You may know it as “broccoli rabe,” but any Italian will prickle at that mangled term for their beloved bitter greens. Here’s a crash course on how to pronounce it, cook it and love it, with eight terrific new recipes, read on….
With spring in the air, my thoughts turn to the Italian Easter pie, torta pasqualina, a festive puff pastry dish customarily prepared for consumption on Easter Monday for marauding guests. The tart is more often than not stuffed with ricotta and spinach or chard—the classic greens used for ravioli and such. Emilia-Romagna and Liguria take credit for having invented it (though it seems plausible that country people anywhere would think to put spring greens, foraged or cultivated, into a pastry casing). The torta has been an anticipated ritual for me every season, but this year, I’m making it with a traditional American-style […more…]
Some time back, I wrote a post, “When Bitter is Sweet,” about broccoli rapini, the Italian greens that have taken this country by storm since Balducci’s, the legendary Greenwich Village Italian grocery, imported them here in 1973. Because so many readers said they were relieved to finally learn how to cook them properly to soften their bitter edge, I decided to find out how and why the delicious Brassica, about which there is still such a mystique, was transplanted from the heel of the Italian boot to the farmlands of California. Here’s the update, complete with Andy and Nina Balducci’s […more…]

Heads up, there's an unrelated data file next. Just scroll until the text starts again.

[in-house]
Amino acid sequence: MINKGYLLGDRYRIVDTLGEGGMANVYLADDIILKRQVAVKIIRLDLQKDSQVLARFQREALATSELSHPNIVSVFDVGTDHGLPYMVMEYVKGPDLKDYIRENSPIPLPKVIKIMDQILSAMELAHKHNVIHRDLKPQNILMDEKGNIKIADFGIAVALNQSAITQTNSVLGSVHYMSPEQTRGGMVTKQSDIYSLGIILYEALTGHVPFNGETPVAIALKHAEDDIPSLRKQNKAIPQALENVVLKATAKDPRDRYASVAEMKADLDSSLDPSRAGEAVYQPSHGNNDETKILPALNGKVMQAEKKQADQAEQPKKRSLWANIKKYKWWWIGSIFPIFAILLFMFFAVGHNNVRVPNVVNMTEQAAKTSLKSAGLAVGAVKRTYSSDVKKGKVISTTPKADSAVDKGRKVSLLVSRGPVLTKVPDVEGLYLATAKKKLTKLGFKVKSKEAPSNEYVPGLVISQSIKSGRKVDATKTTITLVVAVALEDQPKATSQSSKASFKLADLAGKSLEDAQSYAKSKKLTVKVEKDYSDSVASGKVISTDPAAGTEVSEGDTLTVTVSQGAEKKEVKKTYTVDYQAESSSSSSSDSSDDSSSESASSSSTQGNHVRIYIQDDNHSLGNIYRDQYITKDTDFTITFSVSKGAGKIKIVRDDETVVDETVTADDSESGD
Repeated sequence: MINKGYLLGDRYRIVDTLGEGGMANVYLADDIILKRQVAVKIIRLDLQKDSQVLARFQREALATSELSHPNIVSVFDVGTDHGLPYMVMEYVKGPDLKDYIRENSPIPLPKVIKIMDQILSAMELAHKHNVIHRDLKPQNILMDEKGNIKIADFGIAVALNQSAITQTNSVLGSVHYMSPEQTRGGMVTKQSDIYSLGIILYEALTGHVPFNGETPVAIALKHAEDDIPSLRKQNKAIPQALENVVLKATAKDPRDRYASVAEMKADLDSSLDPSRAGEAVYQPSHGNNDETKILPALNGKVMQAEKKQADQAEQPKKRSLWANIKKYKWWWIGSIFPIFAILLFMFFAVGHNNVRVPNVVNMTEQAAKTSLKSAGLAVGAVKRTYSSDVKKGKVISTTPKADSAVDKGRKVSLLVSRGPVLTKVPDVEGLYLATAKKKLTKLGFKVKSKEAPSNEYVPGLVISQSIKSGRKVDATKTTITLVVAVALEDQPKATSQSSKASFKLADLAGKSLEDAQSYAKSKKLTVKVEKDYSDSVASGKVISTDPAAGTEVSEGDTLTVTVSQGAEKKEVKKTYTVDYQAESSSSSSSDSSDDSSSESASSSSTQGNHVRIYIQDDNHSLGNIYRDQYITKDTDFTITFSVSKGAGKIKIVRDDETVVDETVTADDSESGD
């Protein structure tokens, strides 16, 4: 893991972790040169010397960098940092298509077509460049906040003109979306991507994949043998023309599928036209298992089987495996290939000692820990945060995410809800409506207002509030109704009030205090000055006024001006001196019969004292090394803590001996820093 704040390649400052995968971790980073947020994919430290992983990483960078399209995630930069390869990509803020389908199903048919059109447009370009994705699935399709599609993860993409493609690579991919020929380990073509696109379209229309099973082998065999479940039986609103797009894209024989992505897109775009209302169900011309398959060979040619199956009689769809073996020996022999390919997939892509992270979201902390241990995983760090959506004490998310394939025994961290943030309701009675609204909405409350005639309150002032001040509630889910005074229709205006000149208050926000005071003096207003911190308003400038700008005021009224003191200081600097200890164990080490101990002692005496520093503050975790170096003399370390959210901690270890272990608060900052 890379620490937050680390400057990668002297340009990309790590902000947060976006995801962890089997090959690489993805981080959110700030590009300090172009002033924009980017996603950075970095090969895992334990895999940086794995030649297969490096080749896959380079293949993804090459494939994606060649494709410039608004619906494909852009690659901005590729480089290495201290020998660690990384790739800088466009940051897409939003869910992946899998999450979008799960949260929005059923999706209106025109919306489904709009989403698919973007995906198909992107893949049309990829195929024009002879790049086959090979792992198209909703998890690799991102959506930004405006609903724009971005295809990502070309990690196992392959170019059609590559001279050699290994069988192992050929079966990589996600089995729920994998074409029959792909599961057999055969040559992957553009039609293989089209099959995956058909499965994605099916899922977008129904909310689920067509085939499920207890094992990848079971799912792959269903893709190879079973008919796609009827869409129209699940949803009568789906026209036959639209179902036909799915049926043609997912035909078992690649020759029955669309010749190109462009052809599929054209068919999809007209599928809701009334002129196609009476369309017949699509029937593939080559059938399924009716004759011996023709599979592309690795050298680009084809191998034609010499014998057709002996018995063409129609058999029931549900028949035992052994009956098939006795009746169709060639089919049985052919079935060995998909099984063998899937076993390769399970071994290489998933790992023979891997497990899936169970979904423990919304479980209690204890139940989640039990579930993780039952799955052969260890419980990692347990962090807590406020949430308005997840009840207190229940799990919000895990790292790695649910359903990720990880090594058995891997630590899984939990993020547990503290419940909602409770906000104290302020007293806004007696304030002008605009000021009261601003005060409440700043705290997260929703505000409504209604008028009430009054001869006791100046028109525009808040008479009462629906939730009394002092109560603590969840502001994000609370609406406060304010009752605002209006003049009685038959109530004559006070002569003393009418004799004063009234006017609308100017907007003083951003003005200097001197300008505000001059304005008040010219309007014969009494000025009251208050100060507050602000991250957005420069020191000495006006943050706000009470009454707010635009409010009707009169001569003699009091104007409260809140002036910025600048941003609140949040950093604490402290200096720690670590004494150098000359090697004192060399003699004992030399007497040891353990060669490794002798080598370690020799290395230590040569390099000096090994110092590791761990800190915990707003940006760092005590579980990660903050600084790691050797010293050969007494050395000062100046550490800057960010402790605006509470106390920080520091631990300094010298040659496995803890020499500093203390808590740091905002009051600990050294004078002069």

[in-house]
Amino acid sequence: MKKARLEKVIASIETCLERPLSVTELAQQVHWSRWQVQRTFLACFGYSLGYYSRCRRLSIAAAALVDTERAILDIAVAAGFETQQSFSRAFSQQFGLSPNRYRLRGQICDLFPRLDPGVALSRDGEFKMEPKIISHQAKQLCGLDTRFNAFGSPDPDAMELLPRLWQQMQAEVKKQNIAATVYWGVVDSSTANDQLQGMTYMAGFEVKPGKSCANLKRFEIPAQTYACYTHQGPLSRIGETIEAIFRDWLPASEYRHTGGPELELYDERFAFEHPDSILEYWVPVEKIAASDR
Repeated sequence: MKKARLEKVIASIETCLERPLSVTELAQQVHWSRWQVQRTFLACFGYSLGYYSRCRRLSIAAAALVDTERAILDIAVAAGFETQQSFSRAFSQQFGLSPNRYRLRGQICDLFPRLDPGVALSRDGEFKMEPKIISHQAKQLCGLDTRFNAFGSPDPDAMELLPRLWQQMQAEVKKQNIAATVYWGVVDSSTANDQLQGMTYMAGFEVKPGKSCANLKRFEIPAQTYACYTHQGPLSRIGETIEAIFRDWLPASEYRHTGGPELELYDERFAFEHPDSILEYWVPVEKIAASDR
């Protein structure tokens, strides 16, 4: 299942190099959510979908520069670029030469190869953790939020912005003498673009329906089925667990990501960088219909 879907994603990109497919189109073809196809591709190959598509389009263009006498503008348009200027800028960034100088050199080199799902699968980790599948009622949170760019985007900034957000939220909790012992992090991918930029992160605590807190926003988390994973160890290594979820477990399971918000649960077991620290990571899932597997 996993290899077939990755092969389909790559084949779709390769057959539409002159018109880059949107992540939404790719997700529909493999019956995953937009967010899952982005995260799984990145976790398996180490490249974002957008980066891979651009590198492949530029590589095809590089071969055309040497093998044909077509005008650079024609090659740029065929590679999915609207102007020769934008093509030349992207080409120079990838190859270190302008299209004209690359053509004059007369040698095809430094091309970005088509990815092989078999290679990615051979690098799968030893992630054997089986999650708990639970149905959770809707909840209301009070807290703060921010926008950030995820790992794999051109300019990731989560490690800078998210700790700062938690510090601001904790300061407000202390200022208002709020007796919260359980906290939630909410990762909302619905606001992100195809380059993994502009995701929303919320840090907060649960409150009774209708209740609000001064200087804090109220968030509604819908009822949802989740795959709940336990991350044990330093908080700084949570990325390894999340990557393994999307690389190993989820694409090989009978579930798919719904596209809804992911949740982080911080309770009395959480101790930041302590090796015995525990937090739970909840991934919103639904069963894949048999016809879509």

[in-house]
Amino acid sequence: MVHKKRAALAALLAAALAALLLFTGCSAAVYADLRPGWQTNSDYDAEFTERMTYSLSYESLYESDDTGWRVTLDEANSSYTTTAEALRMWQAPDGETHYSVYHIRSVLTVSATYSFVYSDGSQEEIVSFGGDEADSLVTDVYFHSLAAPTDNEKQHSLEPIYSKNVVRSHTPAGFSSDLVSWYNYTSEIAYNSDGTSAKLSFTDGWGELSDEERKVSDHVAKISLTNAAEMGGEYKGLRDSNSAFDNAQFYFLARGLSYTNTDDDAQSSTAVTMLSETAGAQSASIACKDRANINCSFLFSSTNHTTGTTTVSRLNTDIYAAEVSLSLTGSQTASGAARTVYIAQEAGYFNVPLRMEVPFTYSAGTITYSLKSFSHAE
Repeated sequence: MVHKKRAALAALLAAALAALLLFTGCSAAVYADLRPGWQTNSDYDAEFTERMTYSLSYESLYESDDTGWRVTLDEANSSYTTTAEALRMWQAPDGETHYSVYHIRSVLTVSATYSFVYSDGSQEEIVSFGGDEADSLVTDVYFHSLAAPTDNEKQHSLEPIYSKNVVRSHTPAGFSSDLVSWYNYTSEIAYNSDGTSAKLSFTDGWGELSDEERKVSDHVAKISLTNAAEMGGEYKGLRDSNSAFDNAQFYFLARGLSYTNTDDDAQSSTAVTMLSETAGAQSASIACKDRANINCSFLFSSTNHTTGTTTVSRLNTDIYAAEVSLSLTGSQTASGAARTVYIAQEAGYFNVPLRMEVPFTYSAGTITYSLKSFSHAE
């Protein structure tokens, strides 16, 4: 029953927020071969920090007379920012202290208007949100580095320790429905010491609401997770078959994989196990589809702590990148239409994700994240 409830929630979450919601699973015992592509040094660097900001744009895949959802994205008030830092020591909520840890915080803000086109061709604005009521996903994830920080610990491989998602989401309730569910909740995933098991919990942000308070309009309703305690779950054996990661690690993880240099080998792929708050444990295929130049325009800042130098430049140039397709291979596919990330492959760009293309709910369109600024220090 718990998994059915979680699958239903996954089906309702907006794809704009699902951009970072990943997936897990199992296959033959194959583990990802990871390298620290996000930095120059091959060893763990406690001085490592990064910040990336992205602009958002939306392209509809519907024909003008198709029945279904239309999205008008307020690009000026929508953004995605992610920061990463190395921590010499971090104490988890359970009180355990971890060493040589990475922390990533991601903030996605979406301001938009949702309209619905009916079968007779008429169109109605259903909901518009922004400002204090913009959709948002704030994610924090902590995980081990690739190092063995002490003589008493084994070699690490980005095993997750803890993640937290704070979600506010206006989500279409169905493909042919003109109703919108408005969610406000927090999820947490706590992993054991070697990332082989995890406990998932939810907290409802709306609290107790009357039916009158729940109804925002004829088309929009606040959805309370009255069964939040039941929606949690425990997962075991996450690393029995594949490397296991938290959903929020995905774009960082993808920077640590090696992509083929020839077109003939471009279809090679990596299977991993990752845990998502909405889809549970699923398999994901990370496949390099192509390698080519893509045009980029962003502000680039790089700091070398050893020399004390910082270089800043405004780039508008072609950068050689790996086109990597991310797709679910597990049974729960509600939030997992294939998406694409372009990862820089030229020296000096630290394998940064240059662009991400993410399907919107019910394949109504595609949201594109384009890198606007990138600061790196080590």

Cime di rapa (“turnip tops”), broccoli di rapa, broccoletti di rapa, and colloquially, rape or rapini are the Italian terms for what the Americans call “broccoli raab.” The vegetable was virtually unknown when I was growing up in the States. Today, the pleasingly bitter greens the southern Italians love have become mainstream but they are rarely cooked correctly. Whether prepared in restaurants or carry-out shops, I find they are often too bitter–the result of not par-boiling first, or undercooking. This is not a vegetable to cook al dente! This is the Italian way to prepare rapini: Using a sharp paring […more…]